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Thanksgivings

November 28, 2008

He smiled and closed his eyes.  "Winter Prey" by John Sandford ♦♦♦♦◊

Julie's comment on my Thanksgiving Adventures, Part One post reminded me that we, too had a leaky turkey. I'd stuck it on the bottom shelf of the refrigerator to thaw last week (Friday? Sunday? They've all run together) and then gone about my merry way.

On Tuesday I opened one of the vegetable drawers and found some moisture in there. Upon closer inspection the moisture was pink and the sad realization was upon me. Since the timing of my discovery coincided with the last minute mini-rush that comes when dinner is almost finished and everything's coming together at once, I pulled the drawer out and set it on the counter out of the way so that I could deal with it when the heat was off (so to speak).

Of course, Mr. W. (who thinks that if the wind changes you're going to get salmonella from tap water) wigged about the raw poultry juice and immediately started pulling stuff out and washing and disinfecting. While I'm trying to get dinner on the table.
I'm thankful that I didn't have to clean up the turkey juice mess.
I'm thankful that we were even able to have a turkey to make the mess, in these times when so many must go without.
I'm thankful that Mr. W. did not lecture, complain or berate me for my lack of foresight (and I think there was only one heavy sigh).

I have the remnants of whatever cold/flu I mentioned earlier. The fever's gone and the waterworks seem to have ceased. Today (Friday) I have more oomph and energy than I have had in days. That's not saying that I'm ready to go shopping or even vaccuum my carpets, but I'm actually A. Dressed and B. Not sitting in front of the TV with a box of Kleenex and a cup of tea.

eta: I had to laugh when I published this post. I am NOT sitting in front of the TV with a box of Kleenex and a cup of tea. I AM sitting in front of the computer with a box of Kleenex and a cup of coffee...
I'm thankful that I didn't feel pressured to make everything perfect for this holiday week.
I'm thankful that I didn't make myself feel guilty for not making everything perfect this week.


That cool new turkey lifter was a boon when it came to lifting the turkey from the roaster, but I was right when I worried that it sat too low in the pan - the bottom of the turkey was a little damp. I still had to pull out the big forks to transfer the turkey from the lifter to the cutting surface, because the handles of the lifter didn't fold down out of the way for carving. So, end result? I'm glad I didn't pay an arm and a leg for it; it ended up being an extra step and an extra thing to wash and in the end the cool factor did not outweigh the design flaws.

Nov08 TurkeyBut, damn. Purty, ain't it?

My (step) dad made it his mission in life to cook a turkey that looked like a picture (and still tasted good, I assume). I remember when he and my mom would pull the turkey out partway through cooking and turn it and he/they would do other things to get the golden-brown bird.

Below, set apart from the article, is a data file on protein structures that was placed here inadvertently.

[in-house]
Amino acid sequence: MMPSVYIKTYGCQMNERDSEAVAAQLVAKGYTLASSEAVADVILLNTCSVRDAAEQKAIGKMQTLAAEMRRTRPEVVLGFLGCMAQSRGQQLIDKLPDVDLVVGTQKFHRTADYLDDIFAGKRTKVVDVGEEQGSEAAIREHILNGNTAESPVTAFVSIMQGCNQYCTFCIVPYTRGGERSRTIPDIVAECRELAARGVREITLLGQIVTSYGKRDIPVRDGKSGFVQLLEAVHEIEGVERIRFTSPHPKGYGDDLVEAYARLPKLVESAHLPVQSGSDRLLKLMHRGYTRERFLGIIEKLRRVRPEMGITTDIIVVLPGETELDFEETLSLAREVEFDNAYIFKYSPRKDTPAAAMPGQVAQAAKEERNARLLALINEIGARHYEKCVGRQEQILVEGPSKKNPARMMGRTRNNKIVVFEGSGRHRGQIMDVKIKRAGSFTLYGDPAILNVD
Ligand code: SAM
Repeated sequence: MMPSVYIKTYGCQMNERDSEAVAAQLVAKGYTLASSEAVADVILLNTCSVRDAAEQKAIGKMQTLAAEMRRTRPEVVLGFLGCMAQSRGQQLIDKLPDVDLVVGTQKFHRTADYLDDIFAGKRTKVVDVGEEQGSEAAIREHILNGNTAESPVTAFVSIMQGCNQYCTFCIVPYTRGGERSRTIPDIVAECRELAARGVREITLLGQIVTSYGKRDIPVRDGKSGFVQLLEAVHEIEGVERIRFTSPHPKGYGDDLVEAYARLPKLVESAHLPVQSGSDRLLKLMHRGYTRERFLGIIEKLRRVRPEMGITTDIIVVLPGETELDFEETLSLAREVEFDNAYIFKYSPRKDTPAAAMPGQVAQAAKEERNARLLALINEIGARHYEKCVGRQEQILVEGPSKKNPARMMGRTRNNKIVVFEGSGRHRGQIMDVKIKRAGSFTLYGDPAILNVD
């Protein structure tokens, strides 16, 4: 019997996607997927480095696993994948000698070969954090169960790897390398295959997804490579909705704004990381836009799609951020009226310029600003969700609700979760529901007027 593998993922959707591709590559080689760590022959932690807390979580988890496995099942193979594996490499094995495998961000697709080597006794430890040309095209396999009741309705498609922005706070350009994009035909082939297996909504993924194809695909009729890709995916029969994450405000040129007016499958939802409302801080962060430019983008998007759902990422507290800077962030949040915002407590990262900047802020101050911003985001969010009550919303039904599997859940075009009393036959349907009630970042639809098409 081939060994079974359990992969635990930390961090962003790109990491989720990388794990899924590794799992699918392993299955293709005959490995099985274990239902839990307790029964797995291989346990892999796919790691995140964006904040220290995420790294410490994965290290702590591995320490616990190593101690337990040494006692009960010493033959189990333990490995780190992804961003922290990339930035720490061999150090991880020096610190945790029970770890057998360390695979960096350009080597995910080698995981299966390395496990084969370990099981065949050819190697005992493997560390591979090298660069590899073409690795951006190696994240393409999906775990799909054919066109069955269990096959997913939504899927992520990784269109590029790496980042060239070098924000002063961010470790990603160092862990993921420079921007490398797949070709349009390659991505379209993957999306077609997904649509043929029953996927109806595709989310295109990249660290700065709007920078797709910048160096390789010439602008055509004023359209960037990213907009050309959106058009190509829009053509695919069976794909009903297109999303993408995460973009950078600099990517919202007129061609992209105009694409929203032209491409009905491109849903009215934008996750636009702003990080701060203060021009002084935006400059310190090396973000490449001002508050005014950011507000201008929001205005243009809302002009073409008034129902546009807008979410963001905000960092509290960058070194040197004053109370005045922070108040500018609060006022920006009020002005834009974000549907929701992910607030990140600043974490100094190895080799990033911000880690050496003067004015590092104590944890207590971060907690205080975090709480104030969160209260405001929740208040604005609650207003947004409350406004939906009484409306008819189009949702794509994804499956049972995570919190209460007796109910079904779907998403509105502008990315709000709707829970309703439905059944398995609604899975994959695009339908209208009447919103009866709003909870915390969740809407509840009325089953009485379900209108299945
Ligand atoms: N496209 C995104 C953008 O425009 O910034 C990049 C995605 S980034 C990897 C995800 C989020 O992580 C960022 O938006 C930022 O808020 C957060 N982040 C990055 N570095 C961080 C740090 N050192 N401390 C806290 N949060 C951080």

Yesterday, my mom said that he'd be proud of my turkey.

So, mom made the fruit salad (Dole Tropical Fruit from those cool plastic jars, sliced banana and Cool Whip), the crunchy plate of raw vegetables and the rolls. J2 brought Onion Pie in a brown rice crust, a dish of sliced yams, apples and mandarin oranges cooked with butter and a tiny bit of brown sugar, and Key Lime Bars.

I'd made the pies the day before (and there was actually one left) and then made the turkey, the stuffing and the gravy.

We three she's sat down to a veritable feast.

08 Feast


And I couldn’t smell or taste a thing.


I confess I pretty much destroyed the part of the turkey that I tried to carve. That’s Mr. W.’s thing, so I’m woefully out of practice. Plus there was the learning curve with the turkey lifter thing.

There’s a fourth place setting there for Mr. W., but he wasn’t able to join us because he was sleeping. Carving duties aside, this made me very sad. Because he works nights, for almost the last year his days and nights have been opposite from the rest of the world (including me). Eating dinner at 3:30 in the afternoon would be like eating dinner at 3:30 in the morning for him. I’m pretty bitter about the fact that he has to work at all, but just sad that it’s changed his life so that he’s missing out on so much. He missed seeing the kids and grandkids when they visited this summer. He misses going to church. He hasn’t seen any of our friends except maybe in passing (and in a fog) and now, for the first time in 17 years, I haven’t sat down to Thanksgiving dinner with the love of my life.

I’m thankful that we have a roof over our heads and land under our feet.
I’m thankful that Mr. W. is willing to work in Hell so that we can live and eat.
And I’m most thankful that he still comes home to me at the end of his shift.

Oh, yeah, and in Hell you apparently literally work your arse off. So I'm also thankful for this (note the huge sleeve not filled with arm, the back pockets forward of the side of his body and, well, the big gap in front is pretty self-explanatory):

his jeans

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permalink 2 Comments:
At 11/28/2008 3:27 PM, OpenID gquilts Babbled Back:  

good job for mr w to work his 'arse' off so to speak

i hear you on the midnite hell - dad works nites and it makes scheduling real life stuff 'interesting' to say the least .. but we are rather used to it as he's done for a good 15 years - reg and i both prefer to work nites if we can, but it does make interacting with the rest of the modern world a challenge

hugs
g

At 11/28/2008 3:53 PM, Blogger Julie Babbled Back:  

It sounds like everything turned out fine!!

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